So using nm-applet its quite easy to save vpn connection and username+password of the connection and then automatically connect to it when using certain wi-fi connection. So it will always automatically connect to it without asking passwords.

How to achieve this by terminal using nmcli etc? Trying to script it to make it easier to deploy more connections and edit them.

So far I only managed to

nmcli connection import type openvpn file ned.ovpn

Also I noticed that once saved connections can be found at


I tried to copy same settings from laptop to desktop but nothing seemed to change. It didnt seem to see/change those settings.

  • Method: use nmcli to dump settings. Use nm-applet to change the settings (to automatically connect to vpn). Use again nmcli to dump settings. Compare before and after to know what setting changed. You now know a new setting usable with nmcli. – A.B May 2 at 21:43
  • How do you dump nmcli settings? – speedstern00b May 4 at 7:55

Here's a detailed explanation from my initial comment. The goal is to learn what is the equivalent using the CLI tool nmcli without having to browse through all the documentation to pinpoint a setting as long as it's known by the user on the GUI tool: with the temporary help of this GUI tool nm-applet, which has to be available somewhere (not even the same system) with an equivalent setup. This is just a generic method which could be used for any other setting than the one considered here.

There are two connections involved: I'll call them main, and myVPN which is to be automatically connected when using main. Here the change will be done on main, that's the one which must be examined.

$ nmcli connection show
NAME                UUID                                  TYPE       DEVICE 
main                cfa5be23-925a-4273-b5de-2f9adaac8782  wifi       --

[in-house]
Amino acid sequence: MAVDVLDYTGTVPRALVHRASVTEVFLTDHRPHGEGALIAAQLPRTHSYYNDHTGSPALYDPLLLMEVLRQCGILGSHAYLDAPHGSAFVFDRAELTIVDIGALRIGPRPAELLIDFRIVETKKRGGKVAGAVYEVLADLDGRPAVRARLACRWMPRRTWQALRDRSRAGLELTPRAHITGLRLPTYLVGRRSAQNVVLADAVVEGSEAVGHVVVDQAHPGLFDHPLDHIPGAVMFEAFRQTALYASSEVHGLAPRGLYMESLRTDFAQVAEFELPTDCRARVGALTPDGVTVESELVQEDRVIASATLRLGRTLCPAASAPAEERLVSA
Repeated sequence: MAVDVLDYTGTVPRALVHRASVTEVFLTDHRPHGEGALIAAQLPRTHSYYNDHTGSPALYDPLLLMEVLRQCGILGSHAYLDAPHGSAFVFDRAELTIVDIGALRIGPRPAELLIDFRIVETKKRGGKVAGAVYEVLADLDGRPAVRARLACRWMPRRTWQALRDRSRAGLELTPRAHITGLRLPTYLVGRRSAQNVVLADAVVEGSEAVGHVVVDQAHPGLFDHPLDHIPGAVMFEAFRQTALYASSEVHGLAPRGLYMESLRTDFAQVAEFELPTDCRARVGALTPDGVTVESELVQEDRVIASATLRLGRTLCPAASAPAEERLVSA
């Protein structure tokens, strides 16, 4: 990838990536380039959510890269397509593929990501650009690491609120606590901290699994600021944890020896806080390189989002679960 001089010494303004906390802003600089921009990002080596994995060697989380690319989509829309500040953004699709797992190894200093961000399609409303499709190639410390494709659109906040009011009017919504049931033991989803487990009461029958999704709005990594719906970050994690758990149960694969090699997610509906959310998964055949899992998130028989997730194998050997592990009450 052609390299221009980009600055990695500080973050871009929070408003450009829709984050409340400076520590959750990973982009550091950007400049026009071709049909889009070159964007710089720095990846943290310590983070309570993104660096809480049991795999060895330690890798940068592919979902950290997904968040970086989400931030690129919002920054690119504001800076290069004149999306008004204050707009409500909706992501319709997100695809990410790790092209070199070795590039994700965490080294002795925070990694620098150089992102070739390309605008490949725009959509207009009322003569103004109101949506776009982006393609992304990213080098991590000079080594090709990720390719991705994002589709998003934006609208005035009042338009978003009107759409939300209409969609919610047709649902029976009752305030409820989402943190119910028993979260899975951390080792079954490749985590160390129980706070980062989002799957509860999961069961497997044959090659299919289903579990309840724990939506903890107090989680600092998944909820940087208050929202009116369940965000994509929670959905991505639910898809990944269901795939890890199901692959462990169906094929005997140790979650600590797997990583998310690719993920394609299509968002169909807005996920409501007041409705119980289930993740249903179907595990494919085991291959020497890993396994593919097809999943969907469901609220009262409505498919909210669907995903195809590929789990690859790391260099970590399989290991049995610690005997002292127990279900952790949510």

myVPN               0d9e60ef-6b5e-4f65-8312-8db428589866  vpn        --

To display the configuration of main, either of these (and probably more shortcut versions):

nmcli connection show connection id main
nmcli connection show connection uuid cfa5be23-925a-4273-b5de-2f9adaac8782

will dump among many other lines something like:

connection.id:                          main
connection.uuid:                        cfa5be23-925a-4273-b5de-2f9adaac8782
connection.type:                        802-11-wireless


So first dump all of it in a file. Some of the output is localized, so better do export LANG=C.UTF-8 before (if later a specific setting name or value should be searched or compared on internet this would help):

nmcli c show id main > /tmp/before

Using the GUI tool nm-applet where the feature is known, the VPN myVPN is added to main:

set VPN autoconnect

Dump it again:

nmcli c show id main > /tmp/after

Now diff can compare and show what changed:

$ diff -u /tmp/before /tmp/after
--- /tmp/before 2019-05-04 10:47:43.410149358 +0200
+++ /tmp/after  2019-05-04 10:47:58.798252044 +0200
@@ -15,7 +15,7 @@
 connection.master:                      --
 connection.slave-type:                  --
 connection.autoconnect-slaves:          -1 (default)
-connection.secondaries:                 --
+connection.secondaries:                 0d9e60ef-6b5e-4f65-8312-8db428589866
 connection.gateway-ping-timeout:        0
 connection.metered:                     unknown
 connection.lldp:                        default

So that means the previously inconspicuous setting connection.secondaries got set, without too much trouble to guess, to myVPN's UUID: 0d9e60ef-6b5e-4f65-8312-8db428589866. nm-settings(5) tells about it in connection setting:

secondaries array of string []

List of connection UUIDs that should be activated when the base connection itself is activated. Currently only VPN connections are supported.

You can now clear again any automatic connection to VPN on main with:

nmcli c modify id main connection.secondaries ''

and add again myVPN with (it's an array, hence +):

nmcli c modify id main +connection.secondaries 0d9e60ef-6b5e-4f65-8312-8db428589866

With some glue code (retrieving uuid from id etc.) this can now be automated.

Of course the corresponding line is added or removed in a file somewhere in /etc/NetworkManager/, but this should not be relied upon.

NB: I didn't know about this setting before writting this answer, I just did what I told.

  • Thanks mate. Learned a lot from the way you do things. By testing the changes to see which is the part thats important. The only thing that troubles me is that the UUID changes everytime I reinstall computer or add a new vpn connection. But then I guess I could somehow try to find out how to grep and sed – speedstern00b May 18 at 7:10

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